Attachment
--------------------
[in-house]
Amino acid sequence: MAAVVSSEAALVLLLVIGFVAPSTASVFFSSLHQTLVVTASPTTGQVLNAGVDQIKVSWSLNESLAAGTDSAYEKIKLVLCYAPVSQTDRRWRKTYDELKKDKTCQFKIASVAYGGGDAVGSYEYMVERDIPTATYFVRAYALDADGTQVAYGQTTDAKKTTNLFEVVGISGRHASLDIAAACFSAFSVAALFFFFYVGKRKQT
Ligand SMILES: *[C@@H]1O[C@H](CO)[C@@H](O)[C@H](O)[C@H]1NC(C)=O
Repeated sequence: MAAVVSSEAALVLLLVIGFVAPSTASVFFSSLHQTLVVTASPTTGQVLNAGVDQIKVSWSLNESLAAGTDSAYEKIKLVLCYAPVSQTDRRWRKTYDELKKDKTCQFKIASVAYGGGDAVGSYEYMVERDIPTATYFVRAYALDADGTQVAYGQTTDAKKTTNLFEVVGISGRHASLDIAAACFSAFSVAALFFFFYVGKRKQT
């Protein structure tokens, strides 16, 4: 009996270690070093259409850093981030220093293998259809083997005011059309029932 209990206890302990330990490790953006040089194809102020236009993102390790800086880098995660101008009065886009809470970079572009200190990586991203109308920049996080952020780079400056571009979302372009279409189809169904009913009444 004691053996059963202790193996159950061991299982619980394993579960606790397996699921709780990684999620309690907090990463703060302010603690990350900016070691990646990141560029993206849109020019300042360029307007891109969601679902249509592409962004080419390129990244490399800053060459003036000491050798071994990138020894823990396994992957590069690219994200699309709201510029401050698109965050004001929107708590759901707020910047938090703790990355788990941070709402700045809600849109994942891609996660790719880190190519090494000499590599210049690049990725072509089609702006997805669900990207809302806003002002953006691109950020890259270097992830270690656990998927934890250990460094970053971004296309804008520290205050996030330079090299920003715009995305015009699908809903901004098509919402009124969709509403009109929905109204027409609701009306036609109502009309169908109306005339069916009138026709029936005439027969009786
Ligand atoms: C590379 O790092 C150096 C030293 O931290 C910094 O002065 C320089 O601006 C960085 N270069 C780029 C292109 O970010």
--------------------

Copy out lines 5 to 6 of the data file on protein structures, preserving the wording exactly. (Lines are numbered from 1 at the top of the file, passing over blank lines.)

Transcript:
């Protein structure tokens, strides 16, 4: 009996270690070093259409850093981030220093293998259809083997005011059309029932 209990206890302990330990490790953006040089194809102020236009993102390790800086880098995660101008009065886009809470970079572009200190990586991203109308920049996080952020780079400056571009979302372009279409189809169904009913009444 004691053996059963202790193996159950061991299982619980394993579960606790397996699921709780990684999620309690907090990463703060302010603690990350900016070691990646990141560029993206849109020019300042360029307007891109969601679902249509592409962004080419390129990244490399800053060459003036000491050798071994990138020894823990396994992957590069690219994200699309709201510029401050698109965050004001929107708590759901707020910047938090703790990355788990941070709402700045809600849109994942891609996660790719880190190519090494000499590599210049690049990725072509089609702006997805669900990207809302806003002002953006691109950020890259270097992830270690656990998927934890250990460094970053971004296309804008520290205050996030330079090299920003715009995305015009699908809903901004098509919402009124969709509403009109929905109204027409609701009306036609109502009309169908109306005339069916009138026709029936005439027969009786
Ligand atoms: C590379 O790092 C150096 C030293 O931290 C910094 O002065 C320089 O601006 C960085 N270069 C780029 C292109 O970010």